I was diagnosed with Ulcerative Colitis in 2012 when I was 16. I’m on my second year living with UC. My last colonoscopy was in May.
Some more about me:
Something interesting about me… well I used to be really into volleyball (I had to stop playing because of my condition). I also model for some clothing companies in Boston/Providence, which is so fun and I would love to continue to work with fashion in the future! I’m from southern Massachusetts.
I currently go to the bathroom about 4-5 times a day. My stool is totally loose and it hurts pretty bad. I only bleed when I’m in a flare. I have stomach pains constantly; it sort of feels like when you’re really hungry (passed the stomach growling stage) but it hurts more when you eat. Dealing with this 24/7 for 2 years gets old pretty fast, as you can imagine.
Living with UC – A Teenaged Girl’s Perspective
I was diagnosed with Ulcerative Colitis in 2012. I was only 16 at the time and, as a teenaged girl, saying it was a nightmare would be an understatement. The first week that I showed symptoms, (liquid/bloody stools and incredible stomach pains) I didn’t tell anyone. I was embarrassed and thought “I probably just ate something funny”. I remember thinking “imagine if this just never goes away… that would suck”, but I had no idea what was in my future.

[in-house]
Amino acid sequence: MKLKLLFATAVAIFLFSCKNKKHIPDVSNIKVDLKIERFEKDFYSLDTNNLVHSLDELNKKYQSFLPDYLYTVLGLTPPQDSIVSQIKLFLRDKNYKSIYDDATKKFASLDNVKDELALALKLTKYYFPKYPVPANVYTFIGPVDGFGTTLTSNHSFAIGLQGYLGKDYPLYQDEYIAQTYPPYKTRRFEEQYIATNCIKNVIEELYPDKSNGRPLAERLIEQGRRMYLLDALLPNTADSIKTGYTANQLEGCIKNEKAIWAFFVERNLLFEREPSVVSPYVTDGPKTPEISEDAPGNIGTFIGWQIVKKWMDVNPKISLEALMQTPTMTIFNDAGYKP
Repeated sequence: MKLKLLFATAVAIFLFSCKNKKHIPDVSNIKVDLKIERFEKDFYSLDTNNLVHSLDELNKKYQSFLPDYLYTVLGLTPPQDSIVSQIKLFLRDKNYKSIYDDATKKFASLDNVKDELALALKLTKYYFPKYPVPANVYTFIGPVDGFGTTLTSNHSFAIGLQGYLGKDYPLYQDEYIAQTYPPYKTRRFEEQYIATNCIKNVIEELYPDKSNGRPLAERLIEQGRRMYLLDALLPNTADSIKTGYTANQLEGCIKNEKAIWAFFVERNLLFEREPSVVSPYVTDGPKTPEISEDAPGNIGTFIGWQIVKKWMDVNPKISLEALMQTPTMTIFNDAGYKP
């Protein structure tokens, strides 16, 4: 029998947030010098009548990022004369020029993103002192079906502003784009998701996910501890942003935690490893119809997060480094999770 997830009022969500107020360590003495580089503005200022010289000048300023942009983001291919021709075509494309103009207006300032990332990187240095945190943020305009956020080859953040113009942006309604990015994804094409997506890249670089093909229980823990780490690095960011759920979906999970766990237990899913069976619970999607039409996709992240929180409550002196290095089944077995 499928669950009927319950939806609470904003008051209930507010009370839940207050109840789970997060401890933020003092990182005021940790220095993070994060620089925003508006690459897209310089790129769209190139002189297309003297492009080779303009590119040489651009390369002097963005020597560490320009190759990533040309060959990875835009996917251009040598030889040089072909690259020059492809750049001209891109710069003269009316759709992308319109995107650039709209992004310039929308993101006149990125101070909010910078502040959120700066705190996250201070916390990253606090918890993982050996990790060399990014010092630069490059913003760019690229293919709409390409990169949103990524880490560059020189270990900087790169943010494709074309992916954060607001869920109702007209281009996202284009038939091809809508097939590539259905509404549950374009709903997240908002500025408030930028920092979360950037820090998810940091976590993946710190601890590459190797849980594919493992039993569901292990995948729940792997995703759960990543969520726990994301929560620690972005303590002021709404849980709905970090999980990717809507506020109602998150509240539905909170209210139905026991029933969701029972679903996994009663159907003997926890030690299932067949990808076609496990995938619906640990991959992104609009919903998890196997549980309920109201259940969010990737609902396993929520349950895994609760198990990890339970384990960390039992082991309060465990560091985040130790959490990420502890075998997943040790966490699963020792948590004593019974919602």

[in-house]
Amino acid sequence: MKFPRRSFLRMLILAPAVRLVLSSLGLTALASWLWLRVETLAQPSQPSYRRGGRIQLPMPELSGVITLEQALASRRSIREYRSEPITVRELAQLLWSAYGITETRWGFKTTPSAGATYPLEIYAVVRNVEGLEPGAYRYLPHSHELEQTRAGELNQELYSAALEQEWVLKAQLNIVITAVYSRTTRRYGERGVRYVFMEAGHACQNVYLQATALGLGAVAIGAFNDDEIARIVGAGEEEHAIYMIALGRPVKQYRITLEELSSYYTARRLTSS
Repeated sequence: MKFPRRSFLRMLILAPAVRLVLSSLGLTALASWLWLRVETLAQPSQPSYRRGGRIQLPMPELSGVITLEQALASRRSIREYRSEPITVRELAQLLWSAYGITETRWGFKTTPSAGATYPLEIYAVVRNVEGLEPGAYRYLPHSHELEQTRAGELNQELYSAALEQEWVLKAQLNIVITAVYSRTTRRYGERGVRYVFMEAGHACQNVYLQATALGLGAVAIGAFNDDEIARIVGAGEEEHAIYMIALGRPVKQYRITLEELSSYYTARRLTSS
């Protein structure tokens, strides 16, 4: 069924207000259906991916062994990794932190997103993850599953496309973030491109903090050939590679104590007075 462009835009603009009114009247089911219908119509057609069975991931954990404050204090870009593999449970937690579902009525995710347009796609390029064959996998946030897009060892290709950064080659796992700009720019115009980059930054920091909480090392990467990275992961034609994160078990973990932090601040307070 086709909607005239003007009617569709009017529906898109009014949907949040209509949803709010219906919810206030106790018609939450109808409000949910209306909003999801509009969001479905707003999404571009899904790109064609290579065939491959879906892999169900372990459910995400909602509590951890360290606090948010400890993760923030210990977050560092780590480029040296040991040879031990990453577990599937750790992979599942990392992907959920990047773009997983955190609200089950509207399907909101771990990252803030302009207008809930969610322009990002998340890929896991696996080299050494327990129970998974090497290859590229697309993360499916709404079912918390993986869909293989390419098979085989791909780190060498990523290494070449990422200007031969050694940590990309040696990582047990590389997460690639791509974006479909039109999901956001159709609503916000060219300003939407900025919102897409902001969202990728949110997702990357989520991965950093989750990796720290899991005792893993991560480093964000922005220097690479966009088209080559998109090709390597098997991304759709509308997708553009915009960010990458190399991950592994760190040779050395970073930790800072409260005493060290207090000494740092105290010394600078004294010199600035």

I finally couldn’t handle the pain any more or the urgency that I had to always go to the bathroom. I told my mom what was going on and how I was pooping straight blood for the past couple months. We went right to the emergency room, which was exactly why I didn’t want to tell her (I hate hospitals). I was a sophomore in high school and I had a big volleyball game that night, which made everything worse because as I was sitting in the hospital bed all I could think about was how bad I wanted to play in the game. Anyway, at the ER they gave me an IV which immediately gave me my old energy back and I felt so much better mentally. But I still had pain so the doctors referred me to a local gastroenterologist. Being 5’11”, I have an adult sized body, so they sent me to an adult doctor. I didn’t at all feel comfortable with this doctor, so my mom and I decided that we would rather drive an hour to Children’s Hospital in Boston.
My doctor at Children’s tried me on a ton of different medicines to treat UC, all of which I was unresponsive to. My mom started to do research on holistic treatments and diets that others found relief in. I found that the Specific Carbohydrate Diet helped my comfort level a great deal. Again, being a teenager, this also sucked, not being able to pig out on junk food with my friends:(. But after getting sick enough times, I decided I would rather eat healthy and make my symptoms more bearable.
My doctor at Children’s didn’t seem to believe me when I said I was feeling better from diet changes and he kept saying that “there are no studies that prove diet helps UC”… which is bull because I clearly felt better with the lifestyle changes I made. He said since I was unresponsive to everything, the next step was surgery to get my colon removed. At the time, I didn’t feel like we exhausted all other options, so surgery wasn’t even on the radar for me. We changed to a doctor at Mass General who is so much more open minded to other treatments.